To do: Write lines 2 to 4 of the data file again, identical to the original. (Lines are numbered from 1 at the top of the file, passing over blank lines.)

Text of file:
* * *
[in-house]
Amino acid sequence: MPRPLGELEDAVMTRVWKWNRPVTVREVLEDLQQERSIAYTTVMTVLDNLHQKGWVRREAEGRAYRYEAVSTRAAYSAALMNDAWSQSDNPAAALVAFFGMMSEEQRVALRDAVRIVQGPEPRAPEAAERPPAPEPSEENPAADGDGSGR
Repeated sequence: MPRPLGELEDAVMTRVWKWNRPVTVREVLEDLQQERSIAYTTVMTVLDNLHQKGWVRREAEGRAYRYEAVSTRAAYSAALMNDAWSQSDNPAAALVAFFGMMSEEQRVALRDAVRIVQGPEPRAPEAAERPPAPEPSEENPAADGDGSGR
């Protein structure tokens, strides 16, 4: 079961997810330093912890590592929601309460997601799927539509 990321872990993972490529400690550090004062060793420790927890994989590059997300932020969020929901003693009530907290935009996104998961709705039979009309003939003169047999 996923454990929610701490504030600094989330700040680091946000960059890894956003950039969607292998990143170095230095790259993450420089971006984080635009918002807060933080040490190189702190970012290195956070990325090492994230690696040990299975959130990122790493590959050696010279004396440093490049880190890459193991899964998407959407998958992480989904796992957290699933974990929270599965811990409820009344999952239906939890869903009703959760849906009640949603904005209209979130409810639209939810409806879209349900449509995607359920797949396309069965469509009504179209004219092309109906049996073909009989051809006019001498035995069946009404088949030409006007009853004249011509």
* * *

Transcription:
Amino acid sequence: MPRPLGELEDAVMTRVWKWNRPVTVREVLEDLQQERSIAYTTVMTVLDNLHQKGWVRREAEGRAYRYEAVSTRAAYSAALMNDAWSQSDNPAAALVAFFGMMSEEQRVALRDAVRIVQGPEPRAPEAAERPPAPEPSEENPAADGDGSGR
Repeated sequence: MPRPLGELEDAVMTRVWKWNRPVTVREVLEDLQQERSIAYTTVMTVLDNLHQKGWVRREAEGRAYRYEAVSTRAAYSAALMNDAWSQSDNPAAALVAFFGMMSEEQRVALRDAVRIVQGPEPRAPEAAERPPAPEPSEENPAADGDGSGR
């Protein structure tokens, strides 16, 4: 079961997810330093912890590592929601309460997601799927539509 990321872990993972490529400690550090004062060793420790927890994989590059997300932020969020929901003693009530907290935009996104998961709705039979009309003939003169047999 996923454990929610701490504030600094989330700040680091946000960059890894956003950039969607292998990143170095230095790259993450420089971006984080635009918002807060933080040490190189702190970012290195956070990325090492994230690696040990299975959130990122790493590959050696010279004396440093490049880190890459193991899964998407959407998958992480989904796992957290699933974990929270599965811990409820009344999952239906939890869903009703959760849906009640949603904005209209979130409810639209939810409806879209349900449509995607359920797949396309069965469509009504179209004219092309109906049996073909009989051809006019001498035995069946009404088949030409006007009853004249011509």